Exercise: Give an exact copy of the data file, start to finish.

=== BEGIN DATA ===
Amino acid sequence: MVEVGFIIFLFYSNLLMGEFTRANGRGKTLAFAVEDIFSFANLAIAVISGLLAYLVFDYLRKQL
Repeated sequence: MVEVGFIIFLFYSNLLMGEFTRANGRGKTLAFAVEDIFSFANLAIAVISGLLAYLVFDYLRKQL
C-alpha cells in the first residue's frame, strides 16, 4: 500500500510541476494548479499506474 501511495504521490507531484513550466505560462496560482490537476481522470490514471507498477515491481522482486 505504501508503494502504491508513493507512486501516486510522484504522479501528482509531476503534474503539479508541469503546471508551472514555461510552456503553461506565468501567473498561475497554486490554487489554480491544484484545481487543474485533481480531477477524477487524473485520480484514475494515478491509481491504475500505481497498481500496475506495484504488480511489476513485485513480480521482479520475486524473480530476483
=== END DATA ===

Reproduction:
Amino acid sequence: MVEVGFIIFLFYSNLLMGEFTRANGRGKTLAFAVEDIFSFANLAIAVISGLLAYLVFDYLRKQL
Repeated sequence: MVEVGFIIFLFYSNLLMGEFTRANGRGKTLAFAVEDIFSFANLAIAVISGLLAYLVFDYLRKQL
C-alpha cells in the first residue's frame, strides 16, 4: 500500500510541476494548479499506474 501511495504521490507531484513550466505560462496560482490537476481522470490514471507498477515491481522482486 505504501508503494502504491508513493507512486501516486510522484504522479501528482509531476503534474503539479508541469503546471508551472514555461510552456503553461506565468501567473498561475497554486490554487489554480491544484484545481487543474485533481480531477477524477487524473485520480484514475494515478491509481491504475500505481497498481500496475506495484504488480511489476513485485513480480521482479520475486524473480530476483